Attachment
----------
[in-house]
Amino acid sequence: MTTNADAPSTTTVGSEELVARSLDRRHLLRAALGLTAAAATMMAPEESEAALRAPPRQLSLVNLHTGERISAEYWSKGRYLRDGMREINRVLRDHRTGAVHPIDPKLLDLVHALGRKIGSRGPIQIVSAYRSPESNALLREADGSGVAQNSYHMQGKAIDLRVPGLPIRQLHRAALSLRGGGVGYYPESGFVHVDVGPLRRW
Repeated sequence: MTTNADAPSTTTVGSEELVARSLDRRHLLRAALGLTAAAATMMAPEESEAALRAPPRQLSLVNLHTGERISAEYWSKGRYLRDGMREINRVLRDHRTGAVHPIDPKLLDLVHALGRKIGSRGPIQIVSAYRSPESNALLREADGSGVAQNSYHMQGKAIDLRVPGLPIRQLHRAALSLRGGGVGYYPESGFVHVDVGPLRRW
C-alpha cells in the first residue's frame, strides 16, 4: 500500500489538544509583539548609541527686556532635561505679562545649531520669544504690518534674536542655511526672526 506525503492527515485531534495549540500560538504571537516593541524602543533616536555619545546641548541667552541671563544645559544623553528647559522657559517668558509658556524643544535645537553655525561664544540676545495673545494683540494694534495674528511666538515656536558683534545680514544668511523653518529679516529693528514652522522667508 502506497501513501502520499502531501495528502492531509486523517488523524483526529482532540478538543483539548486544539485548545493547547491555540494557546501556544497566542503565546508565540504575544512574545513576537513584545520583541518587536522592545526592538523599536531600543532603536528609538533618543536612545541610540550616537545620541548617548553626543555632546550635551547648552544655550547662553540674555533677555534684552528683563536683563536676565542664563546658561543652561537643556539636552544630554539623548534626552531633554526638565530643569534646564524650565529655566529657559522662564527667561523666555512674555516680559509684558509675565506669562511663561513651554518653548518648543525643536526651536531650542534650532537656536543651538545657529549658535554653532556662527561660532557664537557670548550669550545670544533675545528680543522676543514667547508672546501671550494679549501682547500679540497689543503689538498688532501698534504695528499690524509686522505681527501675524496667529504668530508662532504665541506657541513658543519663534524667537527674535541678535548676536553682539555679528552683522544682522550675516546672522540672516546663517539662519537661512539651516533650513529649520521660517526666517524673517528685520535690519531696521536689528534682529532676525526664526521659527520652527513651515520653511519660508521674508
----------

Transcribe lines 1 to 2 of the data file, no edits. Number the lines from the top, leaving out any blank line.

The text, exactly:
[in-house]
Amino acid sequence: MTTNADAPSTTTVGSEELVARSLDRRHLLRAALGLTAAAATMMAPEESEAALRAPPRQLSLVNLHTGERISAEYWSKGRYLRDGMREINRVLRDHRTGAVHPIDPKLLDLVHALGRKIGSRGPIQIVSAYRSPESNALLREADGSGVAQNSYHMQGKAIDLRVPGLPIRQLHRAALSLRGGGVGYYPESGFVHVDVGPLRRW